Each year more than half a million Americans die from coronary heart disease (CHD), making it the nation's leading cause of death. For the last two decades, many of us in the fields of nutrition and health have been advocating a reduction both in total fat -- particularly the saturated kind -- and in cholesterol consumption, in an effort to lower serum cholesterol and cut the risk of CHD.

Now a consensus conference sponsored by the National Institutes of Health and attended by experts in cardiology, epidemiology, statistics, primary care and preventive medicine has reaffirmed this recommendation. The conference report represents the strongest statement to date by leaders in the medical and research communities on the cause-and-effect relationship between elevated serum-cholesterol levels and CHD.

More important, the report emphasizes the potential benefits to be gained from decreasing serum-cholestrol levels, not only for those at high risk, but among the general population as well. After examining all available evidence, the panel agreed on a number of questions central to the heart-disease story.

First, to what extent are blood-cholesterol levels really related to CHD? The members of the committee, citing a wealth of data from experimental, clinical and epidemiological studies, conclude that "beyond a reasonable doubt there is a close relationship between elevated blood-cholesterol levels and coronary heart disease."

Given this link, the more important question becomes whether CHD development can be slowed or prevented by reducing already high cholesterol levels. Many clinical trails have shown that serum cholesterol can be lowered by dietary changes and/or drug therapy. It has been more difficult to demonstrate a significant effect of these treatments on CHD.

This apparent lack of effect has been cited by skeptics as reason enough to discourage across-the-board cholesterol-lowering for all Americans. But after reviewing three recent studies, including the much-publicized National Heart, Lung and Blood Institute Intervention trial, the panel found considerable evidence of decreases in the progression and/or incidence of CHD in men on cholesterol-lowering therapy.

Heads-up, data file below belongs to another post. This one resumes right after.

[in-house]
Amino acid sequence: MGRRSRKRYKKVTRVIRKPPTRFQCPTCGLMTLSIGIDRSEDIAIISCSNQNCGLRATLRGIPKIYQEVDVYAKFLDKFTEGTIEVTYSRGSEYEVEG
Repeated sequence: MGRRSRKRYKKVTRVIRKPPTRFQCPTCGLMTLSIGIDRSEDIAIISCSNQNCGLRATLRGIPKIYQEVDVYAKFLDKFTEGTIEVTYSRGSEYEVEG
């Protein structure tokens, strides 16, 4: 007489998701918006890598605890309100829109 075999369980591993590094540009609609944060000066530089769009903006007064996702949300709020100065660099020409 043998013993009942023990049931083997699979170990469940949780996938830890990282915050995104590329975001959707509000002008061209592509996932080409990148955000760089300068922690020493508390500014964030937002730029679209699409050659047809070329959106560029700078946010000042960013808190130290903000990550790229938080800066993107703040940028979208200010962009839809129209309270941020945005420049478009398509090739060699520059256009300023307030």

The participants in those studies were judged "high risk." But what does this mean? The conference adopted guidelines based on age to help standardize risk classification. For those 40 and over, a fasting serum cholesterol greater than 240 milligrams per deciliter puts them at moderate risk for CHD. Levels greater than 260 for the same age group are considered at high risk. Goals of approximately 180 and 200 for adults under and over 30 respectively are advised. The report notes that about half of the U.S. population is at some increased risk for CHD based on serum-cholesterol levels -- quite a sobering thought.

How should those at moderate and high risk be treated? The panel recommends trying aggressive diet therapy before any drugs are used. Weight reduction, if necessary, is also advised, because obesity is known to increase cholesterol levels. Dietary changes include lowering total fat intake by about 10 percent to account for a total of 30 percent of the day's calories. Particular attention should be directed toward decreasing saturated-fat intake to less than 10 percent, down from the current level of 15 percent. And polyunsaturated fat should be increased to 10 percent. Cholesterol intake should be limited to 250 to 300 milligrams a day.

If all this sounds familiar, it's because it is essentially the same "prudent diet" the American Heart Association has been advocating for years for those at risk for CHD.

In recommending that the regimen be adopted even by those with relatively low cholesterol levels, the NIH panel goes one step further. The report notes that "the relationship between level of cholesterol and level of risk for CHD covers virtually the entire cholesterol distribution." Since following the diet has no adverse effect, it seems a wise precaution.

It should be remembered that there are other risk factors for CHD besides cholesterol levels. These include hypertension, diabetes and a sedentary life style. But a recent report by researchers at Harvard Medical School has quantified the impact of lowering serum cholesterol on CHD incidence.

The investigators analyzed the relative effects of medical intervention -- such as bypass surgery and life style changes, including dietary modifications to reduce cholesterol -- on the well-documented decline in CHD mortality that has been occurring since the late 1960s. They estimated that lowered serum-cholesterol levels account for about 30 percent of the decrease in CHD-related deaths -- a significant contribution.

Some risk factors, such as a family history of CHD, are not subject to change. But your diet is one factor you can, and should, control.

Copyright (c) 1985, Washington Post Writers Group